In a case involving some of the most disturbing allegations ever to pass through a Massachusetts courtroom, the Supreme Judicial Court on Friday affirmed several sexual assault convictions against the defendant. The name of the case is Commonwealth v. Mayotte.
The defendant married her husband in 1987 and they adopted two siblings (a 12-year-old boy and an 8-year-old girl) in 2004. Almost immediately, the defendant began to rape the adopted son and her husband began to rape the adopted daughter. According to the son, the defendant had sexual contact with him more than 100 times during the next couple of years. In 2007, the son impregnated the defendant and she gave birth to his baby in 2008. The Department of Children and Families (DCF) began investigating the family after the children disclosed the sexual abuse to friends and neighbors. When they were interviewed by DCF caseworkers, however, the children initially denied being abused. DCF did not finally remove the children from the defendant’s home until years after the sexual abuse started. At trial, the defendant claimed she never raped her son – instead, it was her son who was raping her. The defendant said if she did not give into the son’s sexual advances, he would threaten to accuse her of rape. The jury didn’t buy the defendant’s story and convicted her of several crimes, including rape of a child, incest, indecent assault and battery, and intimidation of a witness. The judge sentenced her to serve 18-22 years in state prison. Her husband was convicted of rape of a child and sentenced to 16-20 years in state prison.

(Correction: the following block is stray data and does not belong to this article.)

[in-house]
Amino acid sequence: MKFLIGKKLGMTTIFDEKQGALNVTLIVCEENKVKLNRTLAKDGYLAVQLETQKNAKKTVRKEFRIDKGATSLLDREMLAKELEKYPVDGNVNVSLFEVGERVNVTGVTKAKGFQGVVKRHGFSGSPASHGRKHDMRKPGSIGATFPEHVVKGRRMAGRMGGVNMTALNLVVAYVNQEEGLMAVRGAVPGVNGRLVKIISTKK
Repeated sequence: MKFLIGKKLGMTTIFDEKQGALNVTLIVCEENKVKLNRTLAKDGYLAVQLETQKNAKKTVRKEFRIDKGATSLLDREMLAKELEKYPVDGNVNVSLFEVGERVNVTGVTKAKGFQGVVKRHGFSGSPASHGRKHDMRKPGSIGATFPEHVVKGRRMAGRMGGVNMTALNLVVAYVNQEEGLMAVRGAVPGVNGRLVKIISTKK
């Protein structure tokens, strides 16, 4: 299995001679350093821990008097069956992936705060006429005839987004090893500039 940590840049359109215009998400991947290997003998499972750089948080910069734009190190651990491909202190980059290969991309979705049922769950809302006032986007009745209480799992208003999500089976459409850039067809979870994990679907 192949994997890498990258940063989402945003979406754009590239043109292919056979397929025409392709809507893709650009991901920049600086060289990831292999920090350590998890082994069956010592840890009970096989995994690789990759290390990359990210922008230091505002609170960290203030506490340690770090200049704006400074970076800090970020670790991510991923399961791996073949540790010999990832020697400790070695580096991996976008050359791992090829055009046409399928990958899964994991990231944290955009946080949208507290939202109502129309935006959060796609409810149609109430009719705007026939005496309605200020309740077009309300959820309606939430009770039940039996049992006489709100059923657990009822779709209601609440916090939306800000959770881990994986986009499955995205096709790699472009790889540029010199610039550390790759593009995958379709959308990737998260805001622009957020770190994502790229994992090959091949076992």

On appeal, the defendant argued the trial judge committed error by refusing to allow her (the defendant’s) hearsay statements to be presented to the jury as “first-complaint” evidence. Massachusetts courts allow for alleged victims of sexual assault to identify the first person they told about the crime. The first individuals who hear the alleged victims’ allegations of sexual misconduct are permitted to repeat the allegations in court, despite the fact that the statement of the victim is hearsay. The Supreme Judicial Court has reasoned that first-complaint evidence is important in allowing a jury to understand the context of the sexual assault allegation and assess the credibility of the accuser. The question in this case was whether a defendant, rather than an alleged victim, is entitled to benefit from first-complaint testimony. The SJC concluded a defendant can admit first-complaint testimony if the proper evidentiary foundation is laid. Just as a jury needs to assess the credibility of an alleged victim, it also needs to assess the credibility of a defendant who asserts she was the true victim of a sex crime. The Court said evidentiary rules that apply only to one party are inherently unfair, and accordingly, the first-complaint rule must be applied in a neutral manner. The issue was moot in this case, as the defendant failed to proffer evidence that would have been admissible pursuant to the first-complaint doctrine. The Court rejected the defendant’s remaining appellate issues and affirmed her convictions.